Chile: Mapuche weavers achieve world record with their looms

Photo: Juan GONZALES/REUTERS / Deutsche Welle

About half a thousand Mapuche women, dressed in their typical costumes, gathered this Saturday (05.21.2022) to break a world record in La Araucanía, in southern Chile: to make a fabric one kilometer long and 50 centimeters wide with the colors of relmurainbow in Mapudungun language.

A titanic effort that fell just a few hundred meters from its primary objective, but that did not mean a detriment for the 426 women who gathered in the coastal city of Puerto Saavedra in a festive atmosphere to also celebrate diversity and the cultural power of a people that has been involved in recent weeks in the controversy of the ancestral conflict that exists in the area with the Government and the large forestry companies, which reduce the ancient forests.

Shortly after dawn, after the llellipunthe traditional Mapuche opening prayer, the weavers placed their witrales (traditional looms) almost two and a half meters high and began to gather the longest fabric in the world in the coastal commune of Puerto Saavedra, 766 kilometers south of the capital. The previous record was held by some Chinese weavers who in 2017 made a fabric of almost 280 square meters.

“Lately in the world there have been many storms, a lot of pain, a lot of bloodshed… With this, what we intend is to show that a people can unite and deliver a bit of joy, of peace through these colors,” he explained to the agency Eph Patricia Huinca, of the Chilka Foundation and project coordinator.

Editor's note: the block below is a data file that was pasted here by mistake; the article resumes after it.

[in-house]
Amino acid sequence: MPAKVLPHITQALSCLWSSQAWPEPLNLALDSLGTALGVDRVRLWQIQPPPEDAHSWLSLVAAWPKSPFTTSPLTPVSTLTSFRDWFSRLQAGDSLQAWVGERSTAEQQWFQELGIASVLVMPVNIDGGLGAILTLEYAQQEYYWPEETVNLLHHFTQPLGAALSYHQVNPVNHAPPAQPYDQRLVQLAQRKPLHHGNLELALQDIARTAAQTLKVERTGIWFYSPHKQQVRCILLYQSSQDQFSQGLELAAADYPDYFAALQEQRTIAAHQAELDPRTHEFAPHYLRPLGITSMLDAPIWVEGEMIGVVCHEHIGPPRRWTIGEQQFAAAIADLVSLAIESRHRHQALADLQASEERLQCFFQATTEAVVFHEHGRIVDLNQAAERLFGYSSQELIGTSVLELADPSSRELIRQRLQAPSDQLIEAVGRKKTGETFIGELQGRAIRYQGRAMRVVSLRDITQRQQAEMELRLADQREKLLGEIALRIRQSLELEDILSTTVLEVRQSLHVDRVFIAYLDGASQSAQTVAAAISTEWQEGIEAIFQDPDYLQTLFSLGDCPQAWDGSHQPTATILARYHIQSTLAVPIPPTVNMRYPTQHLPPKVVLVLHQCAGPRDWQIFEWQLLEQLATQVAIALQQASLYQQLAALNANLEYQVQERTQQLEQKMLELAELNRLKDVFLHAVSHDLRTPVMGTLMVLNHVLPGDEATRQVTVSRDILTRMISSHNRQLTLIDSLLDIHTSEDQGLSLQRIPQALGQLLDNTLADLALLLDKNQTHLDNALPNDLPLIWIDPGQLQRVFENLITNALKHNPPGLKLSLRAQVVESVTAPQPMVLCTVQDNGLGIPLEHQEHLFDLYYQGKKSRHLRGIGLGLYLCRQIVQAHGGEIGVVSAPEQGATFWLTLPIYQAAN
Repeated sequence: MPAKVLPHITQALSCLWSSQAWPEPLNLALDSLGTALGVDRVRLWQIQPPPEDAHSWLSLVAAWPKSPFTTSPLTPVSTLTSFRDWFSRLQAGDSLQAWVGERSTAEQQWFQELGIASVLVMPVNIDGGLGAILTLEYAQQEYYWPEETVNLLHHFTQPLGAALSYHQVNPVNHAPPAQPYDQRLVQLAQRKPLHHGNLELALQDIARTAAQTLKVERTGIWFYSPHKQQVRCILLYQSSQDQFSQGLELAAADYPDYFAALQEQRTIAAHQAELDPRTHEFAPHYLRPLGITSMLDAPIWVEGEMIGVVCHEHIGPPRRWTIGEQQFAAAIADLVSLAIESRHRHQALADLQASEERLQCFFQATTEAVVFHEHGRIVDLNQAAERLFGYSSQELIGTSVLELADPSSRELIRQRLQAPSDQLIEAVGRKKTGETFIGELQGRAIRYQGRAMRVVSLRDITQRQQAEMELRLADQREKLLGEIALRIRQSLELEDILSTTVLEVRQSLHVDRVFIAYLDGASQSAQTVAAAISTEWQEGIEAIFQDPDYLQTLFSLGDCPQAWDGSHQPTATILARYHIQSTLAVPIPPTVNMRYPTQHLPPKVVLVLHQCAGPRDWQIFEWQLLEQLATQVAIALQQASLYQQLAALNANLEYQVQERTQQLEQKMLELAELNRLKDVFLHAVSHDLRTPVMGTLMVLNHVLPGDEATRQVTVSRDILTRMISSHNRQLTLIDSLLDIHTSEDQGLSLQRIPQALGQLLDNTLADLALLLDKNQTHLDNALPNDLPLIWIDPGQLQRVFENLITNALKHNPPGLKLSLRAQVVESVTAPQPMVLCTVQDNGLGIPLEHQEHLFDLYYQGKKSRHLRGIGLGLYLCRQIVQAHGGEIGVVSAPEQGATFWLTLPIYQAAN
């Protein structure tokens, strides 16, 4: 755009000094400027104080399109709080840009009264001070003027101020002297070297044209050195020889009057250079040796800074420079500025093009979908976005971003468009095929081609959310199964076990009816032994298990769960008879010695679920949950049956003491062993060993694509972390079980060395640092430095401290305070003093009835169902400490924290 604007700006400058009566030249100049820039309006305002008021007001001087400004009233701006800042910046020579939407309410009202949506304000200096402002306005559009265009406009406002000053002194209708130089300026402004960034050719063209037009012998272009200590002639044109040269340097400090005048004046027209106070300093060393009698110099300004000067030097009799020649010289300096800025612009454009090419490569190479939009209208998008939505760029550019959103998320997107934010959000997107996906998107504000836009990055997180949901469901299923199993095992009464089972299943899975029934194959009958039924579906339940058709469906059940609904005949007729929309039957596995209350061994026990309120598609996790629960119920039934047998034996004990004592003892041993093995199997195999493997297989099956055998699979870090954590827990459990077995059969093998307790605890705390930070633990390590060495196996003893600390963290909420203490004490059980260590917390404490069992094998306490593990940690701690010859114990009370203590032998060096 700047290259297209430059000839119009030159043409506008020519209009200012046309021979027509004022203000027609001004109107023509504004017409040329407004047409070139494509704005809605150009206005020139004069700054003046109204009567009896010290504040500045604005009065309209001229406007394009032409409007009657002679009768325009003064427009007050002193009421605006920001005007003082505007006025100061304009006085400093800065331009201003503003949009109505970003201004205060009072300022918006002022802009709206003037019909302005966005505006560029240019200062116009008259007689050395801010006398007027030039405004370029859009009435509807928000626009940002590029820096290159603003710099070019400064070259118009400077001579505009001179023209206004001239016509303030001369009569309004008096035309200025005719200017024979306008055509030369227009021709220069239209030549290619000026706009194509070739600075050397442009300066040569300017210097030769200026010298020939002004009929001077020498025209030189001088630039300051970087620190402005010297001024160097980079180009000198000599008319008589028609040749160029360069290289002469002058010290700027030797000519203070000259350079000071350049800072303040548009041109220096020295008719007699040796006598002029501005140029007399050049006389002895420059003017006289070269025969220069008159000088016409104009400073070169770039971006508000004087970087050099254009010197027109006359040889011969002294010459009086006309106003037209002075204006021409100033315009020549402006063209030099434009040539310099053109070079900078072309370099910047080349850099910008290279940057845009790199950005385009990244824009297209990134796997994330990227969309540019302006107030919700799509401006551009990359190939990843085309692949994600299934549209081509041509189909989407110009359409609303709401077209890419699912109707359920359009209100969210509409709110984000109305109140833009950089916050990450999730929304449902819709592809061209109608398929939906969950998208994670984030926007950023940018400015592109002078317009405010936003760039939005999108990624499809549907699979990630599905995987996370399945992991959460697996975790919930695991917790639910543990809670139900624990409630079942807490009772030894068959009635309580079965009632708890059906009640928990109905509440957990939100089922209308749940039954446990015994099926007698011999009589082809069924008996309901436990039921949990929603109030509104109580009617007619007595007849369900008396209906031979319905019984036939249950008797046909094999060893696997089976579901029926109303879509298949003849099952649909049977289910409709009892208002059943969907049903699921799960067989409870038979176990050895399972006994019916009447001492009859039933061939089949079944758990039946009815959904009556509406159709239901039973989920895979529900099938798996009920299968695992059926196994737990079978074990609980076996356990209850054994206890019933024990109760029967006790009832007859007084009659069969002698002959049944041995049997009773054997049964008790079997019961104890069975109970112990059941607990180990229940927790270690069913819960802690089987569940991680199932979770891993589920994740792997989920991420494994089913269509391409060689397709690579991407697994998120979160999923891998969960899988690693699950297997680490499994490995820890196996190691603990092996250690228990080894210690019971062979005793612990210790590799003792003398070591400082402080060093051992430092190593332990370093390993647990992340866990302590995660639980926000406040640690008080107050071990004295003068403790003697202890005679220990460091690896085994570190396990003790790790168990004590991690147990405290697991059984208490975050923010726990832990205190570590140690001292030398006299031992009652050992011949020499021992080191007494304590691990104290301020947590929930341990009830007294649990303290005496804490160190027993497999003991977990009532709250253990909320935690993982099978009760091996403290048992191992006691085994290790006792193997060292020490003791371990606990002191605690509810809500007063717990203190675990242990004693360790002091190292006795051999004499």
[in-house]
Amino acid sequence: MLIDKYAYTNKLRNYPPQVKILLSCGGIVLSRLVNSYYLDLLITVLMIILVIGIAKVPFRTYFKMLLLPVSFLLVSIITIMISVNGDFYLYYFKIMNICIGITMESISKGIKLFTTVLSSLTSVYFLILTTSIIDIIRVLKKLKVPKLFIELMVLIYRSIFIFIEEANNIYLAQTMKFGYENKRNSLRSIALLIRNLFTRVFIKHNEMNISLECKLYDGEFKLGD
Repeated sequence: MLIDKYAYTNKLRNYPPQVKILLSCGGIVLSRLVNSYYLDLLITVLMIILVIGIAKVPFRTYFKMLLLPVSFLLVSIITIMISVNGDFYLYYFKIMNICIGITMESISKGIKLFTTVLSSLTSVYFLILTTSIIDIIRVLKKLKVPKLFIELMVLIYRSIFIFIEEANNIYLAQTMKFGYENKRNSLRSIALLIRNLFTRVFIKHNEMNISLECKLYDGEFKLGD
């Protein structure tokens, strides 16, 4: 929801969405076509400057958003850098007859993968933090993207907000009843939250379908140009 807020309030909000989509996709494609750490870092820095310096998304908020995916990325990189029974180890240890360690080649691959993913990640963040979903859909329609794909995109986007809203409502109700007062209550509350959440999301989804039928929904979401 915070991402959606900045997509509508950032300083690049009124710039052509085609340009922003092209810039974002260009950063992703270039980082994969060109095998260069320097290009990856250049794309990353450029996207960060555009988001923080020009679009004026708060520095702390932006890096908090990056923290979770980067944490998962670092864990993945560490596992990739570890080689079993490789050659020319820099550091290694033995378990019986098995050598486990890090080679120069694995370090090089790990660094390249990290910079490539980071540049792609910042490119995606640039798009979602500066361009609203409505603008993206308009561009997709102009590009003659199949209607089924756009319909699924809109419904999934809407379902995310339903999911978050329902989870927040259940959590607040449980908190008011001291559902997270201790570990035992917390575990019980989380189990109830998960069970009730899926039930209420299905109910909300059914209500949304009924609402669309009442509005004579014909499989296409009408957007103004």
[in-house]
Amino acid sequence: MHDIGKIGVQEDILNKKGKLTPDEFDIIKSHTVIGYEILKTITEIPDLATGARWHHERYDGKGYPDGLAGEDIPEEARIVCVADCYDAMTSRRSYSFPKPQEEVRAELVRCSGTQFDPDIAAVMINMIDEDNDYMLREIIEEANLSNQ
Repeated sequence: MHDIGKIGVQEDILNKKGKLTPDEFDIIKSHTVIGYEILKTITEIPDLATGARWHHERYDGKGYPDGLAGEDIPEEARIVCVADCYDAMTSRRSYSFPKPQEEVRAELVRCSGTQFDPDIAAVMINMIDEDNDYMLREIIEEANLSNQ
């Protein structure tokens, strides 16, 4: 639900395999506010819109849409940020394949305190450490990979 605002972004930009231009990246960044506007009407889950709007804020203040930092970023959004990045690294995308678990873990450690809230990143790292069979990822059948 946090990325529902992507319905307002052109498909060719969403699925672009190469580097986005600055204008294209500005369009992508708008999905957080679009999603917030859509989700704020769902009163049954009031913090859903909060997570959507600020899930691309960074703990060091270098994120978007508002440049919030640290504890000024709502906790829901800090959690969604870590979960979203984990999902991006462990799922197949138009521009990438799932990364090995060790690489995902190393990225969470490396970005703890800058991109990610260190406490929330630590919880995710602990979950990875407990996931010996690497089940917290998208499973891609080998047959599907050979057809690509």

For the feat, a ton of sheep wool of the Dohne Merino breed was used, which comes from Tierra del Fuego, in the extreme south of the American continent. “We have always woven inside our houses, locked up, nobody knew about our activity, about our fabrics, but today we are going to make ourselves known to the world,” added Huinca.

The wool was washed and dyed with natural materials to achieve the colors of the rainbow, which represent different values ​​of the Mapuche culture. Purple, for example, symbolizes che troki wün (respect for the person) and green, rekülüwüm (support for the other), while yellow refers to norchewün (acting righteously). “Most of the colors can be obtained from nature, but there are some that are difficult to find, such as royal blue,” said Nelly Calbulao, another Mapuche weaver.

The Mapuche people, who live mainly in La Araucanía and other southern areas, are the largest in Chile, where there are also nine other indigenous ethnic groups: Aymara, Diaguita, Quechua, Atacameño, Colla, Yagán, Kawésqar, Chango and Rapa Nui.

“This is a record for Mapuche women, for our strength, we have a lot nahuen (energy)”, concluded another of the participants, who preferred not to give her name.